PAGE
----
Tony La Russa might be just the manager to get Reyes to reach his potential, but the Cardinals aren’t likely to add a third $100-plus million package.

Chicago: We know the Cubs have the money and a new regime, but they also have an excellent shortstop in Starlin Castro and their eyes on Fielder.

It won’t happen here.

San Francisco: Reportedly, the Giants don’t have, or want, to spend the money on what it would take to get Reyes, but I’m not buying it. There’s a sense of urgency for the Giants to return to the playoffs after winning the World Series in 2010.

They definitely have the pitching to take them there, but are lacking offense. Maybe, they’ll re-sign Carlos Beltran, but their need is a shortstop and speed. Reyes will still be a triples machine in that park.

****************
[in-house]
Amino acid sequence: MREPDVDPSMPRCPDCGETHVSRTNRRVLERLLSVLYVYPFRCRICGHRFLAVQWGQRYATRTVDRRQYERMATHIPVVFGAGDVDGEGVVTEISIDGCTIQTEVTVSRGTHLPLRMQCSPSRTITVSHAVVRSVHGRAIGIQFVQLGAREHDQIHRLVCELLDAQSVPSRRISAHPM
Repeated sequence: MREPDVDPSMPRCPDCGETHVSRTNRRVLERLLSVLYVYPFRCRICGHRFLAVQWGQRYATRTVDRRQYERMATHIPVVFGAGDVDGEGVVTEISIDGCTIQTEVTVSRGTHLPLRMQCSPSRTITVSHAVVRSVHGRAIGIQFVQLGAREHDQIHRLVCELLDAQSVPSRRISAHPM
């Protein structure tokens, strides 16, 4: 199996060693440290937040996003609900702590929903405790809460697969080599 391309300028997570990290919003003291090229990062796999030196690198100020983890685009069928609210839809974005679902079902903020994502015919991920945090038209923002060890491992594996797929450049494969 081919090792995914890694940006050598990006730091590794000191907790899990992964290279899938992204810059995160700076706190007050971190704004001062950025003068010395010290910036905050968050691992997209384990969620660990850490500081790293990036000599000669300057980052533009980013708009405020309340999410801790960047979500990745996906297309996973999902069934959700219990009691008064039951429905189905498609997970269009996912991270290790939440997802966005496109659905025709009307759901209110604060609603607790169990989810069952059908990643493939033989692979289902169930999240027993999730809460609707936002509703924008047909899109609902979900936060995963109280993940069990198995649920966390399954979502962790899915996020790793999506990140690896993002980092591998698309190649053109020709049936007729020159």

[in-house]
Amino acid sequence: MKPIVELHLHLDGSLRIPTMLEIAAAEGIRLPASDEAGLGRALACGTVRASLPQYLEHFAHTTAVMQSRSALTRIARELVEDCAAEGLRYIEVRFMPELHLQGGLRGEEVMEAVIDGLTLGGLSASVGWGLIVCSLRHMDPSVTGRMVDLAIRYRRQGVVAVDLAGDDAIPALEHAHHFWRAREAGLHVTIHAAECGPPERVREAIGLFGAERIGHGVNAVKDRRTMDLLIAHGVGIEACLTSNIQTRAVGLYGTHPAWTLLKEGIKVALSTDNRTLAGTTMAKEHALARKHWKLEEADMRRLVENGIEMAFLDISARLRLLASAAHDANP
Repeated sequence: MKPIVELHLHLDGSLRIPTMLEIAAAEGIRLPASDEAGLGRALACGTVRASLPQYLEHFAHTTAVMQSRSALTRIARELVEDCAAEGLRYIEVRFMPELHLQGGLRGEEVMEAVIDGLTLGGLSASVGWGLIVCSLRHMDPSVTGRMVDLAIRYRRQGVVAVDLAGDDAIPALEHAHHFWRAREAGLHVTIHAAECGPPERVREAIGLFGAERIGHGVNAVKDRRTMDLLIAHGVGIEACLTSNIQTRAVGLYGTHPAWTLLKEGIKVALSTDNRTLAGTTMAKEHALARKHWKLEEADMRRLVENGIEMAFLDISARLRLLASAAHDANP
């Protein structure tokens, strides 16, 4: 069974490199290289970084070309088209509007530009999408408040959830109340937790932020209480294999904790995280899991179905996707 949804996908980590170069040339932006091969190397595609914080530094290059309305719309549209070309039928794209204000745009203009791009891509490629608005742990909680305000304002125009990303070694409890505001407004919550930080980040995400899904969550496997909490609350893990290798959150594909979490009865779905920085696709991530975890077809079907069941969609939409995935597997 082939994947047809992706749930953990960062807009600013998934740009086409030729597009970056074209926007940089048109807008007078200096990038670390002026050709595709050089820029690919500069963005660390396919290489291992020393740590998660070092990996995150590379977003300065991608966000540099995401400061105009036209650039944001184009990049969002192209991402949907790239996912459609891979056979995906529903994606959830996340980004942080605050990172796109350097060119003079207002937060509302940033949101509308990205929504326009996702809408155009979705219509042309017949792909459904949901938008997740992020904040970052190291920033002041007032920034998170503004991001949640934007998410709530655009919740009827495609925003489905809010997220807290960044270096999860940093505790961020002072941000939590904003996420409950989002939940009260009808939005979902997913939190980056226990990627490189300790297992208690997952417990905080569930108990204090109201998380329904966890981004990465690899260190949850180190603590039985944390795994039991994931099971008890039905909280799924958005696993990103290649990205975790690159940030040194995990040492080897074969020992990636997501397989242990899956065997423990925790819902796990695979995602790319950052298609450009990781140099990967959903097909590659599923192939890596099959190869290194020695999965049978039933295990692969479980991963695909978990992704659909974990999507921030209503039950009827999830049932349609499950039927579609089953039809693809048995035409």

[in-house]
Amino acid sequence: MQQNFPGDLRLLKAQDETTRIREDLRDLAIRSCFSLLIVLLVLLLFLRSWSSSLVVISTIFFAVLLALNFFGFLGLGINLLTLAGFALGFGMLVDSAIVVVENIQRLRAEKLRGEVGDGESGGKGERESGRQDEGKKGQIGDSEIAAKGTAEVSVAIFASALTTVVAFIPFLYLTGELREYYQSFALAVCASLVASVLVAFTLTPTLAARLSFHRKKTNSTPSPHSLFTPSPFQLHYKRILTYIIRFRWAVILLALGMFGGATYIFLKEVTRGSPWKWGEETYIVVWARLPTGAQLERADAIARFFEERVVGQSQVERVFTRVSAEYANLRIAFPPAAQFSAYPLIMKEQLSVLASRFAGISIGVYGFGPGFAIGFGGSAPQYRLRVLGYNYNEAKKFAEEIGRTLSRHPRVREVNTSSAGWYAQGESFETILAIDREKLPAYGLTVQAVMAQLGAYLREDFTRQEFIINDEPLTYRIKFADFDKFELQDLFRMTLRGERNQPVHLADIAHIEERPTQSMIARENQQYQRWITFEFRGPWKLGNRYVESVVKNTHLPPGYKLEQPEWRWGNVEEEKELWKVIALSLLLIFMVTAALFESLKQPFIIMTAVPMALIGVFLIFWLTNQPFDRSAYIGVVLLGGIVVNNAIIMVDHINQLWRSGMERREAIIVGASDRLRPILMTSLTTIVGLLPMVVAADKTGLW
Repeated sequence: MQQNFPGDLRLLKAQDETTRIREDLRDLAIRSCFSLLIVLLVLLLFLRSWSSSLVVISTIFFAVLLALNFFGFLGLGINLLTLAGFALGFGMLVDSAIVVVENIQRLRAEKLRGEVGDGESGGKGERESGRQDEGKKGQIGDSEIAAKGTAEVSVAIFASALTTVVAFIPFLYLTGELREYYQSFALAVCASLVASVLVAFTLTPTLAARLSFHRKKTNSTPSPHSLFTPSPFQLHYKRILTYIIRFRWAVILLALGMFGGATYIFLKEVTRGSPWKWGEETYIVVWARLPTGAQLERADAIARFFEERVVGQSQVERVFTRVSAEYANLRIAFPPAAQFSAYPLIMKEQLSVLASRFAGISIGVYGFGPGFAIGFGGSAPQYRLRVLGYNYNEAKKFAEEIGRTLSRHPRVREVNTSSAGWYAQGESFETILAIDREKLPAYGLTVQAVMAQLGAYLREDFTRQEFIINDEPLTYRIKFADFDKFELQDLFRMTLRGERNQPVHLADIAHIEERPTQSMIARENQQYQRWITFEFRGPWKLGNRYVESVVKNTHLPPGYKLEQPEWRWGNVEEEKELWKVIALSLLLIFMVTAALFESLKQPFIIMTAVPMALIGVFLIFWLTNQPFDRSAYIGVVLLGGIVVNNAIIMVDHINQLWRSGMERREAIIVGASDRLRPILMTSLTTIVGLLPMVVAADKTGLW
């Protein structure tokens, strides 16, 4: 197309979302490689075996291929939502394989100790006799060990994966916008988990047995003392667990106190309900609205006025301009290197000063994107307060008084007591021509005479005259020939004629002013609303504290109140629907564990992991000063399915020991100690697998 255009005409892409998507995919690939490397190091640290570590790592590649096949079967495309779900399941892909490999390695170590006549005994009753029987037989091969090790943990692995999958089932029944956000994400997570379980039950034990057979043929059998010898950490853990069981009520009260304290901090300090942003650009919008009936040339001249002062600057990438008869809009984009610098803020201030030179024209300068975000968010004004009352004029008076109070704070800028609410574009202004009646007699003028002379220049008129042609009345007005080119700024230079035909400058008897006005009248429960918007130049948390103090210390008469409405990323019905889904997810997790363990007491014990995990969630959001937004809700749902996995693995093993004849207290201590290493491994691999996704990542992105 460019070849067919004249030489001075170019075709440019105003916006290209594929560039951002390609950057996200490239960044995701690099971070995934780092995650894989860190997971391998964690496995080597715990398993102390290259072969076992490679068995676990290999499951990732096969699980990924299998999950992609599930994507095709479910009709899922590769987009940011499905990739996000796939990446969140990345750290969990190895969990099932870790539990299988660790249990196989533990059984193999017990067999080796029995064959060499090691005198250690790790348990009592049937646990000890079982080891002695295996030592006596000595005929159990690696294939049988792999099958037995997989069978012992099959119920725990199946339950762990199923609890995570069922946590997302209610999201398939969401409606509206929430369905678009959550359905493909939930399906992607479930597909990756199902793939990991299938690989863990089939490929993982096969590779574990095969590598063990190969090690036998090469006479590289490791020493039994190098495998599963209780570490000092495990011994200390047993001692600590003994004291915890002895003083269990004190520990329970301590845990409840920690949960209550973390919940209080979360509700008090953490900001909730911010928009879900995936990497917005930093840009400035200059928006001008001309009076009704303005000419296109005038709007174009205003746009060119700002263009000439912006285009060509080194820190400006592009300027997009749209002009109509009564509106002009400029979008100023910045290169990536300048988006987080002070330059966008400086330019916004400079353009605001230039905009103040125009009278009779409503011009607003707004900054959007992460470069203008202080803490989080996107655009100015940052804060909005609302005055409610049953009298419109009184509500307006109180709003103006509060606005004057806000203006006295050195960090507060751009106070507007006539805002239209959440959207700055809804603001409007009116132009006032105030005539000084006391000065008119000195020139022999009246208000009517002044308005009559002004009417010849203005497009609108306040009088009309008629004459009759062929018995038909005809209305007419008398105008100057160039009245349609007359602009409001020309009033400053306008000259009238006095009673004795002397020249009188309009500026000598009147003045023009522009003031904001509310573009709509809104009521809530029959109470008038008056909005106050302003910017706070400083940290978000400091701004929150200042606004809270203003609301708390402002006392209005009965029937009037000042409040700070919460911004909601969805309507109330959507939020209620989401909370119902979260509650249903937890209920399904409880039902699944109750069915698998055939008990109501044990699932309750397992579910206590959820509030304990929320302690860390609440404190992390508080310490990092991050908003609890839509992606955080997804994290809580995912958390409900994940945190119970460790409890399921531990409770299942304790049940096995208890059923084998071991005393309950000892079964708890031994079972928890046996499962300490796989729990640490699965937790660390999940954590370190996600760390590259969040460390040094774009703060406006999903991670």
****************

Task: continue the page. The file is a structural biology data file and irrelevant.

Over the next couple of seasons, the Giants will have several contracts off the books, including Barry Zito’s in two years (no way will he get the innings for his option to be picked up in 2014).

Los Angeles: This is a team in worse financial straits than the Mets. Small wonder Joe Torre left.

 

Oct 13

What will be Mets’ splash?

Let’s not kid ourselves, the Mets won’t be players for any of the big-ticket free agents, perhaps even their own in Jose Reyes. The top pitching free agent is the Rangers’ CJ Wilson, whom the Yankees have their sights on and don’t we already know which New York team he’d choose? It’s always that way, isn’t it?

The Mets say they have the resources, but even after positive news on the legal-financial front, there’s been nothing from GM Sandy Alderson saying they’ll spend. He said they have the money to compete for Reyes, but to add little else, and with a myriad of needs and David Wright’s contract to be an issue soon, there’s not much light ahead.